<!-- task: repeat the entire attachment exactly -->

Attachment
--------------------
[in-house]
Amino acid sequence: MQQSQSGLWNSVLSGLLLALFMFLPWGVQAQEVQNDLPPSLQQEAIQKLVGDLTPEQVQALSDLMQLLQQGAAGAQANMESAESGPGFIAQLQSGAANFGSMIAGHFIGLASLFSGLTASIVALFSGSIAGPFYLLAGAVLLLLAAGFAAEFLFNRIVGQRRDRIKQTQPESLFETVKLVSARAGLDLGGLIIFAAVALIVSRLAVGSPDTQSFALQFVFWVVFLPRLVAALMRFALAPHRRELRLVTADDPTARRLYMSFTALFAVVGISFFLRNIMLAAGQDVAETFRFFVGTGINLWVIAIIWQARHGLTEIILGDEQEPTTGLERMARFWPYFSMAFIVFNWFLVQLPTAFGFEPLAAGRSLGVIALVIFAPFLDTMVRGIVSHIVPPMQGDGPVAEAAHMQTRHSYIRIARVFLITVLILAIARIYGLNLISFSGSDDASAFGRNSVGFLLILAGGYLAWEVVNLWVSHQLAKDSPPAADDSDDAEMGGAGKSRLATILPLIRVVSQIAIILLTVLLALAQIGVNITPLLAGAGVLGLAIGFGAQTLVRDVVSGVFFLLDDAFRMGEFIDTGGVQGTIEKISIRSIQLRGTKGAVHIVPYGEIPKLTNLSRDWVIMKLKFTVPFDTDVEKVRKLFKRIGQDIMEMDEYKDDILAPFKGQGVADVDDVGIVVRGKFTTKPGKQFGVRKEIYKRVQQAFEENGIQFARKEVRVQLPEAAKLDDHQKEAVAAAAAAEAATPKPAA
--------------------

[in-house]
Amino acid sequence: MQQSQSGLWNSVLSGLLLALFMFLPWGVQAQEVQNDLPPSLQQEAIQKLVGDLTPEQVQALSDLMQLLQQGAAGAQANMESAESGPGFIAQLQSGAANFGSMIAGHFIGLASLFSGLTASIVALFSGSIAGPFYLLAGAVLLLLAAGFAAEFLFNRIVGQRRDRIKQTQPESLFETVKLVSARAGLDLGGLIIFAAVALIVSRLAVGSPDTQSFALQFVFWVVFLPRLVAALMRFALAPHRRELRLVTADDPTARRLYMSFTALFAVVGISFFLRNIMLAAGQDVAETFRFFVGTGINLWVIAIIWQARHGLTEIILGDEQEPTTGLERMARFWPYFSMAFIVFNWFLVQLPTAFGFEPLAAGRSLGVIALVIFAPFLDTMVRGIVSHIVPPMQGDGPVAEAAHMQTRHSYIRIARVFLITVLILAIARIYGLNLISFSGSDDASAFGRNSVGFLLILAGGYLAWEVVNLWVSHQLAKDSPPAADDSDDAEMGGAGKSRLATILPLIRVVSQIAIILLTVLLALAQIGVNITPLLAGAGVLGLAIGFGAQTLVRDVVSGVFFLLDDAFRMGEFIDTGGVQGTIEKISIRSIQLRGTKGAVHIVPYGEIPKLTNLSRDWVIMKLKFTVPFDTDVEKVRKLFKRIGQDIMEMDEYKDDILAPFKGQGVADVDDVGIVVRGKFTTKPGKQFGVRKEIYKRVQQAFEENGIQFARKEVRVQLPEAAKLDDHQKEAVAAAAAAEAATPKPAA